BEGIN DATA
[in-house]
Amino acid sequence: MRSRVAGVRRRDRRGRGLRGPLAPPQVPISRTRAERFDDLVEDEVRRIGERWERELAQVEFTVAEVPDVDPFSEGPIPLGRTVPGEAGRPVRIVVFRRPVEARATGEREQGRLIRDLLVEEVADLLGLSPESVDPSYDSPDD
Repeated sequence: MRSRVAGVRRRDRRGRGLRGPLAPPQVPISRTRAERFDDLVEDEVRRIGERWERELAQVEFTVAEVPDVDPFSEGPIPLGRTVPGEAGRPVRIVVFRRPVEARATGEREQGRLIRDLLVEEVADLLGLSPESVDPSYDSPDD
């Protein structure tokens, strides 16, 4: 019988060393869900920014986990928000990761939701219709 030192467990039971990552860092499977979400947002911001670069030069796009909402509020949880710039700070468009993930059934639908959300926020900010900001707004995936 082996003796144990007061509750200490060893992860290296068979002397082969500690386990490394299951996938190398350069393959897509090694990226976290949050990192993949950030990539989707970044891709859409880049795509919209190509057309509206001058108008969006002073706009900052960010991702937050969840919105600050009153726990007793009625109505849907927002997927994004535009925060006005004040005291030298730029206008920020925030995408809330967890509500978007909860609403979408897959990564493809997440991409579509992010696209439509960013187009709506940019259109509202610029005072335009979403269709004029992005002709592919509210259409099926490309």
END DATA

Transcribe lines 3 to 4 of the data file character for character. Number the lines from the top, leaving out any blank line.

Repeated sequence: MRSRVAGVRRRDRRGRGLRGPLAPPQVPISRTRAERFDDLVEDEVRRIGERWERELAQVEFTVAEVPDVDPFSEGPIPLGRTVPGEAGRPVRIVVFRRPVEARATGEREQGRLIRDLLVEEVADLLGLSPESVDPSYDSPDD
């Protein structure tokens, strides 16, 4: 019988060393869900920014986990928000990761939701219709 030192467990039971990552860092499977979400947002911001670069030069796009909402509020949880710039700070468009993930059934639908959300926020900010900001707004995936 082996003796144990007061509750200490060893992860290296068979002397082969500690386990490394299951996938190398350069393959897509090694990226976290949050990192993949950030990539989707970044891709859409880049795509919209190509057309509206001058108008969006002073706009900052960010991702937050969840919105600050009153726990007793009625109505849907927002997927994004535009925060006005004040005291030298730029206008920020925030995408809330967890509500978007909860609403979408897959990564493809997440991409579509992010696209439509960013187009709506940019259109509202610029005072335009979403269709004029992005002709592919509210259409099926490309």